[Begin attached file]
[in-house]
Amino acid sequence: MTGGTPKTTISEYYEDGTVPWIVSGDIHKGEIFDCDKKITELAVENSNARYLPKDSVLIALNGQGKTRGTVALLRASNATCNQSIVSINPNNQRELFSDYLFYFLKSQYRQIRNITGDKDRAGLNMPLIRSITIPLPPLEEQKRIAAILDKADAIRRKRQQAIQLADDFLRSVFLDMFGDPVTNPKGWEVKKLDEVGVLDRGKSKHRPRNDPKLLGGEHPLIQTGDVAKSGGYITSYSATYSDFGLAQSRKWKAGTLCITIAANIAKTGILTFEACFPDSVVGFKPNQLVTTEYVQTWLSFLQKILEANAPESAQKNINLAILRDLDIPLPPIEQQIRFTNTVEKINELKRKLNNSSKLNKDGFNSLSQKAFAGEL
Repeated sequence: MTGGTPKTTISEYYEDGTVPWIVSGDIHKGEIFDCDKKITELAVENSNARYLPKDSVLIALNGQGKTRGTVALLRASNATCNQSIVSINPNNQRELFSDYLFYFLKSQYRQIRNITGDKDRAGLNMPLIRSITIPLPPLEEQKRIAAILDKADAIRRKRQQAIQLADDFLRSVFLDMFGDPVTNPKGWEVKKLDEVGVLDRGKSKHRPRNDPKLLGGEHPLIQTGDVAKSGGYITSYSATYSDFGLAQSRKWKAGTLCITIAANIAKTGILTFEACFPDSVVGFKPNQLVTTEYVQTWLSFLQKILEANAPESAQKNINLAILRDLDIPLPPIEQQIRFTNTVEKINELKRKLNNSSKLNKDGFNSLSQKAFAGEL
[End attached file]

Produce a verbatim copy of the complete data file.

[in-house]
Amino acid sequence: MTGGTPKTTISEYYEDGTVPWIVSGDIHKGEIFDCDKKITELAVENSNARYLPKDSVLIALNGQGKTRGTVALLRASNATCNQSIVSINPNNQRELFSDYLFYFLKSQYRQIRNITGDKDRAGLNMPLIRSITIPLPPLEEQKRIAAILDKADAIRRKRQQAIQLADDFLRSVFLDMFGDPVTNPKGWEVKKLDEVGVLDRGKSKHRPRNDPKLLGGEHPLIQTGDVAKSGGYITSYSATYSDFGLAQSRKWKAGTLCITIAANIAKTGILTFEACFPDSVVGFKPNQLVTTEYVQTWLSFLQKILEANAPESAQKNINLAILRDLDIPLPPIEQQIRFTNTVEKINELKRKLNNSSKLNKDGFNSLSQKAFAGEL
Repeated sequence: MTGGTPKTTISEYYEDGTVPWIVSGDIHKGEIFDCDKKITELAVENSNARYLPKDSVLIALNGQGKTRGTVALLRASNATCNQSIVSINPNNQRELFSDYLFYFLKSQYRQIRNITGDKDRAGLNMPLIRSITIPLPPLEEQKRIAAILDKADAIRRKRQQAIQLADDFLRSVFLDMFGDPVTNPKGWEVKKLDEVGVLDRGKSKHRPRNDPKLLGGEHPLIQTGDVAKSGGYITSYSATYSDFGLAQSRKWKAGTLCITIAANIAKTGILTFEACFPDSVVGFKPNQLVTTEYVQTWLSFLQKILEANAPESAQKNINLAILRDLDIPLPPIEQQIRFTNTVEKINELKRKLNNSSKLNKDGFNSLSQKAFAGEL